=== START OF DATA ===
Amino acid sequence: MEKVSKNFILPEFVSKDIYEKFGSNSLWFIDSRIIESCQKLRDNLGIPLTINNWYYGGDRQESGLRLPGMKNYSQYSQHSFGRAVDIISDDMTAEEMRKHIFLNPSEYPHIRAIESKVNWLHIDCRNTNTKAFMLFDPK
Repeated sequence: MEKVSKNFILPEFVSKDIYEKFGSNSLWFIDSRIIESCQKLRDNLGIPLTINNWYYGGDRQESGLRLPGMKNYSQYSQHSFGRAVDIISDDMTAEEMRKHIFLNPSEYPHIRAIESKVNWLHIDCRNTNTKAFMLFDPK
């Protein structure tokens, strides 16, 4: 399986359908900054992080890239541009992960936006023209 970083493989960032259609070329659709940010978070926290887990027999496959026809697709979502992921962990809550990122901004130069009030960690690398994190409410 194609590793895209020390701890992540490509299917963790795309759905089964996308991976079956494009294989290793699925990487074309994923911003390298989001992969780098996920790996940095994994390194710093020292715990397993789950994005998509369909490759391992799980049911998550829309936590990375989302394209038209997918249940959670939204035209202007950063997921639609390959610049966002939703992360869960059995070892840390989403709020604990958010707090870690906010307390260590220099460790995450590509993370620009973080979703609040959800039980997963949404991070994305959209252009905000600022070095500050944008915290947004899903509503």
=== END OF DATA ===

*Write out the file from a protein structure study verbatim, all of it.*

Amino acid sequence: MEKVSKNFILPEFVSKDIYEKFGSNSLWFIDSRIIESCQKLRDNLGIPLTINNWYYGGDRQESGLRLPGMKNYSQYSQHSFGRAVDIISDDMTAEEMRKHIFLNPSEYPHIRAIESKVNWLHIDCRNTNTKAFMLFDPK
Repeated sequence: MEKVSKNFILPEFVSKDIYEKFGSNSLWFIDSRIIESCQKLRDNLGIPLTINNWYYGGDRQESGLRLPGMKNYSQYSQHSFGRAVDIISDDMTAEEMRKHIFLNPSEYPHIRAIESKVNWLHIDCRNTNTKAFMLFDPK
């Protein structure tokens, strides 16, 4: 399986359908900054992080890239541009992960936006023209 970083493989960032259609070329659709940010978070926290887990027999496959026809697709979502992921962990809550990122901004130069009030960690690398994190409410 194609590793895209020390701890992540490509299917963790795309759905089964996308991976079956494009294989290793699925990487074309994923911003390298989001992969780098996920790996940095994994390194710093020292715990397993789950994005998509369909490759391992799980049911998550829309936590990375989302394209038209997918249940959670939204035209202007950063997921639609390959610049966002939703992360869960059995070892840390989403709020604990958010707090870690906010307390260590220099460790995450590509993370620009973080979703609040959800039980997963949404991070994305959209252009905000600022070095500050944008915290947004899903509503």